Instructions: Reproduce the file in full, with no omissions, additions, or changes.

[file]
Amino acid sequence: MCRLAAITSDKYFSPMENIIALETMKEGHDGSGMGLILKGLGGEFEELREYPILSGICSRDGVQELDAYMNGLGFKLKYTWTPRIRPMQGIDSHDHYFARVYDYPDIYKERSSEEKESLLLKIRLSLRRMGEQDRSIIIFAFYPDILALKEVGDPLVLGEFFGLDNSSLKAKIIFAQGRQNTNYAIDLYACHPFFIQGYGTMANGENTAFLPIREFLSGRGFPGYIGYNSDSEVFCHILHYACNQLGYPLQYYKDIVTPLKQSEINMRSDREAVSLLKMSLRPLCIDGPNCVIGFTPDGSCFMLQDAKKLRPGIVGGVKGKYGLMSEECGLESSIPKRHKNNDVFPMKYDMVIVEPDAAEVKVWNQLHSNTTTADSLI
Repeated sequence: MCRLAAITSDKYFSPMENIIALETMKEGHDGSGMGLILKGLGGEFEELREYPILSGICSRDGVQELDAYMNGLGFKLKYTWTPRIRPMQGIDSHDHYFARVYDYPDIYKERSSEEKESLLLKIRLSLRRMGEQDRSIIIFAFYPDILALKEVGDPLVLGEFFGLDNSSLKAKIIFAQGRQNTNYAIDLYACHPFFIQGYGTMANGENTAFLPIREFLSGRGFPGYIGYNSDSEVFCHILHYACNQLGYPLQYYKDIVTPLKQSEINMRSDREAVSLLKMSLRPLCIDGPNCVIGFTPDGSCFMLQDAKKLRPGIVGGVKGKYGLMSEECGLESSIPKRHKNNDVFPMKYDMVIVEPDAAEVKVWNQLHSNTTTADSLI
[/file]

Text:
Amino acid sequence: MCRLAAITSDKYFSPMENIIALETMKEGHDGSGMGLILKGLGGEFEELREYPILSGICSRDGVQELDAYMNGLGFKLKYTWTPRIRPMQGIDSHDHYFARVYDYPDIYKERSSEEKESLLLKIRLSLRRMGEQDRSIIIFAFYPDILALKEVGDPLVLGEFFGLDNSSLKAKIIFAQGRQNTNYAIDLYACHPFFIQGYGTMANGENTAFLPIREFLSGRGFPGYIGYNSDSEVFCHILHYACNQLGYPLQYYKDIVTPLKQSEINMRSDREAVSLLKMSLRPLCIDGPNCVIGFTPDGSCFMLQDAKKLRPGIVGGVKGKYGLMSEECGLESSIPKRHKNNDVFPMKYDMVIVEPDAAEVKVWNQLHSNTTTADSLI
Repeated sequence: MCRLAAITSDKYFSPMENIIALETMKEGHDGSGMGLILKGLGGEFEELREYPILSGICSRDGVQELDAYMNGLGFKLKYTWTPRIRPMQGIDSHDHYFARVYDYPDIYKERSSEEKESLLLKIRLSLRRMGEQDRSIIIFAFYPDILALKEVGDPLVLGEFFGLDNSSLKAKIIFAQGRQNTNYAIDLYACHPFFIQGYGTMANGENTAFLPIREFLSGRGFPGYIGYNSDSEVFCHILHYACNQLGYPLQYYKDIVTPLKQSEINMRSDREAVSLLKMSLRPLCIDGPNCVIGFTPDGSCFMLQDAKKLRPGIVGGVKGKYGLMSEECGLESSIPKRHKNNDVFPMKYDMVIVEPDAAEVKVWNQLHSNTTTADSLI